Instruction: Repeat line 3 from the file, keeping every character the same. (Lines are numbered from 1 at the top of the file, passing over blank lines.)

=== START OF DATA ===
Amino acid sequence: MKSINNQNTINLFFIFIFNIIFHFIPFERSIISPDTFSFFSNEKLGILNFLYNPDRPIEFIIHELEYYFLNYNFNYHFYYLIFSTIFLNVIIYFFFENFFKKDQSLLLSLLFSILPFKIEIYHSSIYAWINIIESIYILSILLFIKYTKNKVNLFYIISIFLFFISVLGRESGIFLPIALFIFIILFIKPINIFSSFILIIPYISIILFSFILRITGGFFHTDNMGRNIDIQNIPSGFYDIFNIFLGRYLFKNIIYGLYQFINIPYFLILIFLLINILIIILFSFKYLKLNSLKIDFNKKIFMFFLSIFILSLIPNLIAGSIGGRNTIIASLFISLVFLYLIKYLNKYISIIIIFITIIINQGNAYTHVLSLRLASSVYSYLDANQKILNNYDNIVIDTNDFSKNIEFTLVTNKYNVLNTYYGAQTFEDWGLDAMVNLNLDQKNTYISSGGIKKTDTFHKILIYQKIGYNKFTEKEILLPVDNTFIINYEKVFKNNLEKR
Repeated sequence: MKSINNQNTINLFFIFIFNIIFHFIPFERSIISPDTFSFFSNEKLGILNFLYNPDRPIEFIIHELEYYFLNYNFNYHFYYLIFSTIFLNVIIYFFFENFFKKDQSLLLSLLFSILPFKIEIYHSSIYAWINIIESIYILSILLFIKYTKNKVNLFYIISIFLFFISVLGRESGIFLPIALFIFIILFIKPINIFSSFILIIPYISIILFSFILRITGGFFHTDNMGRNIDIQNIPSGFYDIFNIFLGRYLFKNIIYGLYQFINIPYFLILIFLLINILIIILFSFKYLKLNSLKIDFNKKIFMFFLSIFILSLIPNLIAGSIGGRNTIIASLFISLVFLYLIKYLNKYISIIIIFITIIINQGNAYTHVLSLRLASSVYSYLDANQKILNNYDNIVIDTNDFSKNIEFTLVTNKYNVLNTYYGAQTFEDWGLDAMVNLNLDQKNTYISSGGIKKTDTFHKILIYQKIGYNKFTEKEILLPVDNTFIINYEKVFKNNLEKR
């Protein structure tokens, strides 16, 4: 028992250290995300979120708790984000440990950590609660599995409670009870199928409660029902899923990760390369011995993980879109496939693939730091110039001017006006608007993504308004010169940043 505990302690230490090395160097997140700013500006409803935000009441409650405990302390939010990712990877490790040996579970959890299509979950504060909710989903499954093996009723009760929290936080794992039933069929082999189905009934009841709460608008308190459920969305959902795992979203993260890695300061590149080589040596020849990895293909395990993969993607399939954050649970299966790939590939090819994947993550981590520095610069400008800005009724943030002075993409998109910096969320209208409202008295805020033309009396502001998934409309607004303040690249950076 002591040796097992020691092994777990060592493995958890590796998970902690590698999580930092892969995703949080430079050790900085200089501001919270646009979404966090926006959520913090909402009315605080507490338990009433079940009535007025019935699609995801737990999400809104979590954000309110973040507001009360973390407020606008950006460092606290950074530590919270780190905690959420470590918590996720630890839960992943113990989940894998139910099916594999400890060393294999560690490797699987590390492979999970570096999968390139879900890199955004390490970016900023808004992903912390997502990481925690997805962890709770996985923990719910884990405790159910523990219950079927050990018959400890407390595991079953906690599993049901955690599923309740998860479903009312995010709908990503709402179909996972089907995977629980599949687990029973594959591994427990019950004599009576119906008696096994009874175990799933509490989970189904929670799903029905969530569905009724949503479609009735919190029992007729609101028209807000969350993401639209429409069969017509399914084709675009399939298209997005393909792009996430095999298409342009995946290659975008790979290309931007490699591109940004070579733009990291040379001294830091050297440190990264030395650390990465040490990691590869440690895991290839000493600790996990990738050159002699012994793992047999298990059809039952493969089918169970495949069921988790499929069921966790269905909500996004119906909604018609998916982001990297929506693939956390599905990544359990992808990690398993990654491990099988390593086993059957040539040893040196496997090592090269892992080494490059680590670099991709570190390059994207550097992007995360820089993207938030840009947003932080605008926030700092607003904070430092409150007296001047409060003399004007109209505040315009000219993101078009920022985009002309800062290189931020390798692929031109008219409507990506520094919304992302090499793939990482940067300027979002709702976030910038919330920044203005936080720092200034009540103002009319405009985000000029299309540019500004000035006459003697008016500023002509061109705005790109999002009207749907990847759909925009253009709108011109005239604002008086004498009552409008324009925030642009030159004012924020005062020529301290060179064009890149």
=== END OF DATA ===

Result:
């Protein structure tokens, strides 16, 4: 028992250290995300979120708790984000440990950590609660599995409670009870199928409660029902899923990760390369011995993980879109496939693939730091110039001017006006608007993504308004010169940043 505990302690230490090395160097997140700013500006409803935000009441409650405990302390939010990712990877490790040996579970959890299509979950504060909710989903499954093996009723009760929290936080794992039933069929082999189905009934009841709460608008308190459920969305959902795992979203993260890695300061590149080589040596020849990895293909395990993969993607399939954050649970299966790939590939090819994947993550981590520095610069400008800005009724943030002075993409998109910096969320209208409202008295805020033309009396502001998934409309607004303040690249950076 002591040796097992020691092994777990060592493995958890590796998970902690590698999580930092892969995703949080430079050790900085200089501001919270646009979404966090926006959520913090909402009315605080507490338990009433079940009535007025019935699609995801737990999400809104979590954000309110973040507001009360973390407020606008950006460092606290950074530590919270780190905690959420470590918590996720630890839960992943113990989940894998139910099916594999400890060393294999560690490797699987590390492979999970570096999968390139879900890199955004390490970016900023808004992903912390997502990481925690997805962890709770996985923990719910884990405790159910523990219950079927050990018959400890407390595991079953906690599993049901955690599923309740998860479903009312995010709908990503709402179909996972089907995977629980599949687990029973594959591994427990019950004599009576119906008696096994009874175990799933509490989970189904929670799903029905969530569905009724949503479609009735919190029992007729609101028209807000969350993401639209429409069969017509399914084709675009399939298209997005393909792009996430095999298409342009995946290659975008790979290309931007490699591109940004070579733009990291040379001294830091050297440190990264030395650390990465040490990691590869440690895991290839000493600790996990990738050159002699012994793992047999298990059809039952493969089918169970495949069921988790499929069921966790269905909500996004119906909604018609998916982001990297929506693939956390599905990544359990992808990690398993990654491990099988390593086993059957040539040893040196496997090592090269892992080494490059680590670099991709570190390059994207550097992007995360820089993207938030840009947003932080605008926030700092607003904070430092409150007296001047409060003399004007109209505040315009000219993101078009920022985009002309800062290189931020390798692929031109008219409507990506520094919304992302090499793939990482940067300027979002709702976030910038919330920044203005936080720092200034009540103002009319405009985000000029299309540019500004000035006459003697008016500023002509061109705005790109999002009207749907990847759909925009253009709108011109005239604002008086004498009552409008324009925030642009030159004012924020005062020529301290060179064009890149």